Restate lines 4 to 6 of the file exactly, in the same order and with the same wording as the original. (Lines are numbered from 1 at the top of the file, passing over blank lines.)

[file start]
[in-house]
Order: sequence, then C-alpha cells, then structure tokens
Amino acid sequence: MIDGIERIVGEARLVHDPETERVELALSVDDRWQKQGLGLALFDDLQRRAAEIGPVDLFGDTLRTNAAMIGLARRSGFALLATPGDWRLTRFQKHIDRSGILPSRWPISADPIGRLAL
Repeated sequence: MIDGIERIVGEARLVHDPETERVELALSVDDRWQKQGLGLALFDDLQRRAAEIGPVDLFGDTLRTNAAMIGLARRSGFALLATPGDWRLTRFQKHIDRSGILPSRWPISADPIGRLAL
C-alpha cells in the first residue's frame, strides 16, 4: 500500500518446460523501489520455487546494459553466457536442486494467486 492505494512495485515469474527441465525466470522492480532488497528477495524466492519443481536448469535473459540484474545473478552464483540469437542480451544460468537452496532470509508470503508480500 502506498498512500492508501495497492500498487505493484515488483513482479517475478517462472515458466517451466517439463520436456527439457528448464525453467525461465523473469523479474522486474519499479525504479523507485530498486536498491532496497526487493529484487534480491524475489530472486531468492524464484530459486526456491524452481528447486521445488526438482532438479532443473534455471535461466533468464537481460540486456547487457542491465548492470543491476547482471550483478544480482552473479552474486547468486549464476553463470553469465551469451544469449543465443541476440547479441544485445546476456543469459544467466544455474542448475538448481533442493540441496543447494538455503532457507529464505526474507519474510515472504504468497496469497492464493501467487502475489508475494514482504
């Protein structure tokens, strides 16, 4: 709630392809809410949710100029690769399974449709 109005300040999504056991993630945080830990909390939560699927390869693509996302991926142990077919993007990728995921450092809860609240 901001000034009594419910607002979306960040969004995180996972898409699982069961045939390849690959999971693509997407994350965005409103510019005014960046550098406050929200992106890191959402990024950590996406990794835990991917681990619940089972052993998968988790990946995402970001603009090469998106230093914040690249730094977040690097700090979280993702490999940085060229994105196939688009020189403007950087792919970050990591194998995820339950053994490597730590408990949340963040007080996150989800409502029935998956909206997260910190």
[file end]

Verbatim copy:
Repeated sequence: MIDGIERIVGEARLVHDPETERVELALSVDDRWQKQGLGLALFDDLQRRAAEIGPVDLFGDTLRTNAAMIGLARRSGFALLATPGDWRLTRFQKHIDRSGILPSRWPISADPIGRLAL
C-alpha cells in the first residue's frame, strides 16, 4: 500500500518446460523501489520455487546494459553466457536442486494467486 492505494512495485515469474527441465525466470522492480532488497528477495524466492519443481536448469535473459540484474545473478552464483540469437542480451544460468537452496532470509508470503508480500 502506498498512500492508501495497492500498487505493484515488483513482479517475478517462472515458466517451466517439463520436456527439457528448464525453467525461465523473469523479474522486474519499479525504479523507485530498486536498491532496497526487493529484487534480491524475489530472486531468492524464484530459486526456491524452481528447486521445488526438482532438479532443473534455471535461466533468464537481460540486456547487457542491465548492470543491476547482471550483478544480482552473479552474486547468486549464476553463470553469465551469451544469449543465443541476440547479441544485445546476456543469459544467466544455474542448475538448481533442493540441496543447494538455503532457507529464505526474507519474510515472504504468497496469497492464493501467487502475489508475494514482504
């Protein structure tokens, strides 16, 4: 709630392809809410949710100029690769399974449709 109005300040999504056991993630945080830990909390939560699927390869693509996302991926142990077919993007990728995921450092809860609240 901001000034009594419910607002979306960040969004995180996972898409699982069961045939390849690959999971693509997407994350965005409103510019005014960046550098406050929200992106890191959402990024950590996406990794835990991917681990619940089972052993998968988790990946995402970001603009090469998106230093914040690249730094977040690097700090979280993702490999940085060229994105196939688009020189403007950087792919970050990591194998995820339950053994490597730590408990949340963040007080996150989800409502029935998956909206997260910190």